With a good bit about the phone tapping (FFs) revelations, and his direction on the wording of the ’83 Abortion Referendum; but not a word of the Lynch Tribunal.

      Reply
    1. SOQ

      First debate for the Tory leadership and Johnson is nowhere to be seen- real leadership skills so.

      “Where is Boris? If his team won’t allow him out to debate with five pretty friendly colleagues, how is he going to fare with 27 EU countries? He should be here.” said Jeremy Hunt.

      Meanwhile The Telegraph says Tory donors open secret talks with Nigel Farage about general election pact to save Brexit. Problem is, 3 years later, nobody is any the wiser as to what Brexit actually means.

      Reply
  1. SOQ

    First debate for the Tory leadership and Johnson is nowhere to be seen- real leadership skills so.

    “Where is Boris? If his team won’t allow him out to debate with five pretty friendly colleagues, how is he going to fare with 27 EU countries? He should be here.” said Jeremy Hunt.

    Meanwhile The Telegraph says Tory donors open secret talks with Nigel Farage about general election pact to save Brexit. Problem is, 3 years later, nobody is any the wiser as to what Brexit actually means.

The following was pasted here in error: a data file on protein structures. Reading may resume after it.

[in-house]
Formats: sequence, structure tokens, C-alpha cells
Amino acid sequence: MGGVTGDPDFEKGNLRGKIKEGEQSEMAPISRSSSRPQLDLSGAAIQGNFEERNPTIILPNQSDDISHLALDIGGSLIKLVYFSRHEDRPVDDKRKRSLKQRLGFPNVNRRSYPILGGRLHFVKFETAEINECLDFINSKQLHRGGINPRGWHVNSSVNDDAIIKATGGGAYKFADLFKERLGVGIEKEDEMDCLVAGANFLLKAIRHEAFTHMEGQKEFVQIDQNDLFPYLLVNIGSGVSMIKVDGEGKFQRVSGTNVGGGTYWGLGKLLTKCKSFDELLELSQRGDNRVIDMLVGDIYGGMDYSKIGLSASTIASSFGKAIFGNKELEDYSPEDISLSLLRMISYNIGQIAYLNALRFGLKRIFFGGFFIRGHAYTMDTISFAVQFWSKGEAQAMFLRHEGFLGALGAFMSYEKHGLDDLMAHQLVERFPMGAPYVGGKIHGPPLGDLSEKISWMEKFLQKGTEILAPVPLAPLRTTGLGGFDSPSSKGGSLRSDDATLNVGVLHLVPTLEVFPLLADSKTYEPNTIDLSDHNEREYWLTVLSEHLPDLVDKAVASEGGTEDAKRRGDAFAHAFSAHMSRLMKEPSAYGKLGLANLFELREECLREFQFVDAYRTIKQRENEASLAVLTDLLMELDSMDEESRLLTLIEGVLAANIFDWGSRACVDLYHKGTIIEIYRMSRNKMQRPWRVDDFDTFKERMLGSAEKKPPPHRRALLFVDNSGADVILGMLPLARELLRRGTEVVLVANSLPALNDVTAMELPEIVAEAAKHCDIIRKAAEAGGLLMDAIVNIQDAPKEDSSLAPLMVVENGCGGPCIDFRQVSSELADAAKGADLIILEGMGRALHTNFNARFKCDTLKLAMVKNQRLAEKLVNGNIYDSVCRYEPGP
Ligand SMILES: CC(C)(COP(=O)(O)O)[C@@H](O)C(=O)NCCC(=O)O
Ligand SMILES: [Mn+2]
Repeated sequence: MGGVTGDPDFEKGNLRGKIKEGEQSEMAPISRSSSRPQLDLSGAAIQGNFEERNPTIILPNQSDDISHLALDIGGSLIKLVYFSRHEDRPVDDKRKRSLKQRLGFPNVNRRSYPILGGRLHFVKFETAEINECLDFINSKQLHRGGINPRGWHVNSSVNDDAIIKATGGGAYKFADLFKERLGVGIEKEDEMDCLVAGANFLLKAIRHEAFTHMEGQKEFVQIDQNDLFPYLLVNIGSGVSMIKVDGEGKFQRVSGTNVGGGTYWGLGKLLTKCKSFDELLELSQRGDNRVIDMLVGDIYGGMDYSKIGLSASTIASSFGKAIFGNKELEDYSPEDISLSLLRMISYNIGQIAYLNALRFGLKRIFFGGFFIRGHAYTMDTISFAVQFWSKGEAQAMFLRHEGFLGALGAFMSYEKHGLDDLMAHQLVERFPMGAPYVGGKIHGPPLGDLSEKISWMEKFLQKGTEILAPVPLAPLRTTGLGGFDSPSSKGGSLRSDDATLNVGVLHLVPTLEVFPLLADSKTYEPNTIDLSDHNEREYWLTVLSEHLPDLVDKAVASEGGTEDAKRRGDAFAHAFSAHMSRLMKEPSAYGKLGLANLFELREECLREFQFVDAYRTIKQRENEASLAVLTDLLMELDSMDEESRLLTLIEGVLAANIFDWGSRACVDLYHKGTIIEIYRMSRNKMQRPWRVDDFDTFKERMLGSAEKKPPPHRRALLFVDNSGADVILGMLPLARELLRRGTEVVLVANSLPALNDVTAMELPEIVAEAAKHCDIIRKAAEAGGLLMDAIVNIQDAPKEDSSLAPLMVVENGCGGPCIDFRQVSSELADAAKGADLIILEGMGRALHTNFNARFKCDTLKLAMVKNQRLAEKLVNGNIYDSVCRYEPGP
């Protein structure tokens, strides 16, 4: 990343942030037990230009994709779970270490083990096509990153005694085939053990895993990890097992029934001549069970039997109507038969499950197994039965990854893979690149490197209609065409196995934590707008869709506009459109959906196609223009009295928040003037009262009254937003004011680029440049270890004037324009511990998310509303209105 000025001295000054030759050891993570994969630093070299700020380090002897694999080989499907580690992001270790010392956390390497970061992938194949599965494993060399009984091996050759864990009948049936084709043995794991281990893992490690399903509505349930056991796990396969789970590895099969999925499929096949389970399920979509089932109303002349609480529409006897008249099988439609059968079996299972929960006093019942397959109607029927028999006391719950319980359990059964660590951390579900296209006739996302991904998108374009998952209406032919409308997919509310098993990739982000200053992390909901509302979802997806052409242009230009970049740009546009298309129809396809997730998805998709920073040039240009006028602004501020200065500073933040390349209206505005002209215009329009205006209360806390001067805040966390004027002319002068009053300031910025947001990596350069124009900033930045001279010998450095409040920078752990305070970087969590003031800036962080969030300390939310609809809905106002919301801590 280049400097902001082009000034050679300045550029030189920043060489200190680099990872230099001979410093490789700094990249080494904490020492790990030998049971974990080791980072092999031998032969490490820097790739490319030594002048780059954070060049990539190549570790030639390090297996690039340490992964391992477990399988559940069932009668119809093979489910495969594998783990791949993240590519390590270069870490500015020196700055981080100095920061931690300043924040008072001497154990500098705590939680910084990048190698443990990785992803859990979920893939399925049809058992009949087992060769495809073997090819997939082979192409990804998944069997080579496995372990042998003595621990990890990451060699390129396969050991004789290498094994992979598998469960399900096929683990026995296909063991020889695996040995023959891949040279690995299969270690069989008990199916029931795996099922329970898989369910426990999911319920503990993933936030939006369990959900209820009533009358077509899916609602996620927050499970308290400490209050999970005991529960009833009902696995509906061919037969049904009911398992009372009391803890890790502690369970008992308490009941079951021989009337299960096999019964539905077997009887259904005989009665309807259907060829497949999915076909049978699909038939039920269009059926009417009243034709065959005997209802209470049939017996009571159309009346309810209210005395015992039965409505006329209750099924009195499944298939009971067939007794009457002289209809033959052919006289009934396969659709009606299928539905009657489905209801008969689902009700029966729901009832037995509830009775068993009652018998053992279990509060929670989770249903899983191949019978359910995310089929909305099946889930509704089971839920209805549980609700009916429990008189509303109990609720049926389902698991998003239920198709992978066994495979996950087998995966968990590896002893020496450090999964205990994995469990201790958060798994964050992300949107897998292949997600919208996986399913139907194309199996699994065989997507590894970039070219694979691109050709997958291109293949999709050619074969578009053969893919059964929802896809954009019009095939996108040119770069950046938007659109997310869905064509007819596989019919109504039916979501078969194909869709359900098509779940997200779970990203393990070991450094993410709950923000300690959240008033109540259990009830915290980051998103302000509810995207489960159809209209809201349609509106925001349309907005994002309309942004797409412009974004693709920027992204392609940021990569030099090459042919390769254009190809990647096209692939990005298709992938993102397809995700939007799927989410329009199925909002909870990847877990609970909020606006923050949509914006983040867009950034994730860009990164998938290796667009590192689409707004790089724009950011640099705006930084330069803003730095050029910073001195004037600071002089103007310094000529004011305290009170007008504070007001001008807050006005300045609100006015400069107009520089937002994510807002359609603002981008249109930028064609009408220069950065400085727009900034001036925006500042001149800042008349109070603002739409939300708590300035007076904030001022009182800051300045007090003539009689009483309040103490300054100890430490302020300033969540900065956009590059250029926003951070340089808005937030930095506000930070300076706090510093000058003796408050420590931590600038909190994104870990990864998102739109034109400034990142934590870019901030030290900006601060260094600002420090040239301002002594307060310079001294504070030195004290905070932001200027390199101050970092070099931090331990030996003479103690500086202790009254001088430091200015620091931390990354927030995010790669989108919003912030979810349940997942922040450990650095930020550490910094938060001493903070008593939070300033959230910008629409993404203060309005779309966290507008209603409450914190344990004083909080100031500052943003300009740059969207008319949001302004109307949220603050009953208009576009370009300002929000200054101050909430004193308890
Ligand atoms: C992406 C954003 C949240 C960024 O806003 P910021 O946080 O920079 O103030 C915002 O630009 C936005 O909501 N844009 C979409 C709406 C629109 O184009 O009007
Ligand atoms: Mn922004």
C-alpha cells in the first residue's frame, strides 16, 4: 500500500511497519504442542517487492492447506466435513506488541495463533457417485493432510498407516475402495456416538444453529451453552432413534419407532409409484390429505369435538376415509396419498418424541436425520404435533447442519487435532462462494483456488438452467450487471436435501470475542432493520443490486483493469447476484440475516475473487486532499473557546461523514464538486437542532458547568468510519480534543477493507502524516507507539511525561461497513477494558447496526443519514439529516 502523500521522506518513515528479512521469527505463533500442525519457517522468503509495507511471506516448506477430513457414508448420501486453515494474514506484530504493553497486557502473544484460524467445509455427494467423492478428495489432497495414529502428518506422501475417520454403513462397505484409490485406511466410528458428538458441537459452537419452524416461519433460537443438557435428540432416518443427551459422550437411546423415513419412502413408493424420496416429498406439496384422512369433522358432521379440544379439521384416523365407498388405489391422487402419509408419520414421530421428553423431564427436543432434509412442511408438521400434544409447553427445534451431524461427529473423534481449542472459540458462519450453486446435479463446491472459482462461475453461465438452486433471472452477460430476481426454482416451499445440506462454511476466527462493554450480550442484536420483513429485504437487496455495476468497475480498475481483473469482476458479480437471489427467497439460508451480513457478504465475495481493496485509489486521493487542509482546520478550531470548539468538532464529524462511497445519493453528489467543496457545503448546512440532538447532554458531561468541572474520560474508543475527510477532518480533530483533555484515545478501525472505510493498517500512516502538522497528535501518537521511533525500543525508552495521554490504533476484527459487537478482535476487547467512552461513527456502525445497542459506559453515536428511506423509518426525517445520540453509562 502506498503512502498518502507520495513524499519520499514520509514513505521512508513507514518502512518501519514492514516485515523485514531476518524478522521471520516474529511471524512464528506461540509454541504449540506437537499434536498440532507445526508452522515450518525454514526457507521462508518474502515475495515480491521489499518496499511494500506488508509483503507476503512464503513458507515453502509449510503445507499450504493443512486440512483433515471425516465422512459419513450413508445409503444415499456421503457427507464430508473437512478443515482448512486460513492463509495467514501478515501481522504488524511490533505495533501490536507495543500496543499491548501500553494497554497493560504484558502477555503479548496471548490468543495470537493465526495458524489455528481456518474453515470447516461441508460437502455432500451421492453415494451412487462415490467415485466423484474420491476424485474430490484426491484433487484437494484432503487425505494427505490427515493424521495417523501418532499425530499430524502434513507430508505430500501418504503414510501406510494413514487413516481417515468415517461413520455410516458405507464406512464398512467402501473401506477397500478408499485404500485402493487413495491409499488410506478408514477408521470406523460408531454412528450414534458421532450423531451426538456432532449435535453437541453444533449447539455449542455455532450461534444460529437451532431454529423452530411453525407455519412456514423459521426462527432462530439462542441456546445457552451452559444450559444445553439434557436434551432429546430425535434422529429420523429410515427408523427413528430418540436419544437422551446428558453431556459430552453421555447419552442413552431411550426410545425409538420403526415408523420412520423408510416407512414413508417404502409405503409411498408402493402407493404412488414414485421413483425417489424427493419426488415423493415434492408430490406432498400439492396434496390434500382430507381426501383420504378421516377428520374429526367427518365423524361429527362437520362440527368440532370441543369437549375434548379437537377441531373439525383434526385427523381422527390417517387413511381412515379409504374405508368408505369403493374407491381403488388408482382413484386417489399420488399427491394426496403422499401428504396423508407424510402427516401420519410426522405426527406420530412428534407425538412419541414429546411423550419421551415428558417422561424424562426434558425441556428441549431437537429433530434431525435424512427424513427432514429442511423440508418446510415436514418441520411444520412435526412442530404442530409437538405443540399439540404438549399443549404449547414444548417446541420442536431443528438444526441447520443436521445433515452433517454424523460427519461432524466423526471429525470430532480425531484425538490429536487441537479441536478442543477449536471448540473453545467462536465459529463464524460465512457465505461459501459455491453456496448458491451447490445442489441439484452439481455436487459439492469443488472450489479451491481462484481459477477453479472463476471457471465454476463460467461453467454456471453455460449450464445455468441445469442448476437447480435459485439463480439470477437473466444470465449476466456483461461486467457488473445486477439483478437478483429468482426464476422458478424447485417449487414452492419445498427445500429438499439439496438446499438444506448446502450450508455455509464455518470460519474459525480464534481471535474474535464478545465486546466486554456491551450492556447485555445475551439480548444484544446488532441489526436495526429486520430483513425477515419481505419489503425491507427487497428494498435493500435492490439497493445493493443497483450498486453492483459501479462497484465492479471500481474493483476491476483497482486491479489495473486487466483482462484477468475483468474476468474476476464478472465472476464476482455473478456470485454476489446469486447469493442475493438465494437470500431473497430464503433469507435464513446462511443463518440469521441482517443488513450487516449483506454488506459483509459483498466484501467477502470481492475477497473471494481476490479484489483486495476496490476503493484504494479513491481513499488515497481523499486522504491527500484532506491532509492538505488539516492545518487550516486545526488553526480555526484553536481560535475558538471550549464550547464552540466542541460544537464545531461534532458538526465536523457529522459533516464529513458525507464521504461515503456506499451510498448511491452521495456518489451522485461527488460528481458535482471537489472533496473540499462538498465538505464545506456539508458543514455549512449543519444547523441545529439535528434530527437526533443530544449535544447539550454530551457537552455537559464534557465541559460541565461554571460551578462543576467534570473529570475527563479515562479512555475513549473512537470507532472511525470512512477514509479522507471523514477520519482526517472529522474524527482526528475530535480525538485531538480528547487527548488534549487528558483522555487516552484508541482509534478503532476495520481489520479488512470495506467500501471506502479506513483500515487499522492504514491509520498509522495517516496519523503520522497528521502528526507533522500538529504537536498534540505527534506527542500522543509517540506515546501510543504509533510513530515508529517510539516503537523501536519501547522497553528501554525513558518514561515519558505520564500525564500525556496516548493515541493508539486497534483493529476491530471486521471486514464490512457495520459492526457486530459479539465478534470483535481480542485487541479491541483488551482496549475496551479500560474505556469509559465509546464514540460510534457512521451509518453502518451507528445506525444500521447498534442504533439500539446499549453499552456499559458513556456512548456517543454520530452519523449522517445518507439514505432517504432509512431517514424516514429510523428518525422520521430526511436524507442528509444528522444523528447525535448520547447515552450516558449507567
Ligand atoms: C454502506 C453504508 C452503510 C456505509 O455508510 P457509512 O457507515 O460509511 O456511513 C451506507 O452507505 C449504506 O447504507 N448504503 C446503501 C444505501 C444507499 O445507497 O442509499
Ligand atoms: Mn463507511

Reply
    1. eoin

      It didn’t do Michael Higgins any harm when he didn’t turn up at presidential debates last year. As the only serious contender and being way out in front, it’s the wise move by Boris to avoid a debate where he has nothing to gain (because of his huge lead) and everything to lose (because of his proclivity for faux pas and because his rivals have nothing to lose in attacking him).

      Reply
      1. SOQ

        Possibly but there is quite a difference between a role of a people voted president and an internal Tory election for a prime-minister.